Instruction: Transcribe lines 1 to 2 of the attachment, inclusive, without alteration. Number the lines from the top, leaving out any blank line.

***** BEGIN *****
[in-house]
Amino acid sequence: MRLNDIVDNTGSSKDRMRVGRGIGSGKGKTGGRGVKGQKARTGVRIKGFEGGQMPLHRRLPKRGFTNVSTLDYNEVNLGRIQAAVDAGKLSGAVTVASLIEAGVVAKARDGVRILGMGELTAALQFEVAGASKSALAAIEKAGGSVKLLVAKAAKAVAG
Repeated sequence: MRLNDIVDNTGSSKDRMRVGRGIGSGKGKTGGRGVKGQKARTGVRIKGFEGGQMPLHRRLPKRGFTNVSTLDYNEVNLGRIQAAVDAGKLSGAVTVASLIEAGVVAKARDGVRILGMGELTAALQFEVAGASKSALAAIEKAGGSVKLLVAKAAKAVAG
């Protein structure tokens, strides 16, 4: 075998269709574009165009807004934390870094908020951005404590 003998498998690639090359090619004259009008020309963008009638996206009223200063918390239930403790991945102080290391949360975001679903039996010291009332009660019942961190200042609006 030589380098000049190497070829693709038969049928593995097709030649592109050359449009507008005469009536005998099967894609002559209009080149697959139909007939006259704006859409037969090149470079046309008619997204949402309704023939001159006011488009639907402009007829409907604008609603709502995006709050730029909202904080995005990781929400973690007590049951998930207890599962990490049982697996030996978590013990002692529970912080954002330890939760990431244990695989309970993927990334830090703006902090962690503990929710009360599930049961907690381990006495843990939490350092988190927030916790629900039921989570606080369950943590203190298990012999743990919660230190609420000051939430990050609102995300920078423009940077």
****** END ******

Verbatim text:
[in-house]
Amino acid sequence: MRLNDIVDNTGSSKDRMRVGRGIGSGKGKTGGRGVKGQKARTGVRIKGFEGGQMPLHRRLPKRGFTNVSTLDYNEVNLGRIQAAVDAGKLSGAVTVASLIEAGVVAKARDGVRILGMGELTAALQFEVAGASKSALAAIEKAGGSVKLLVAKAAKAVAG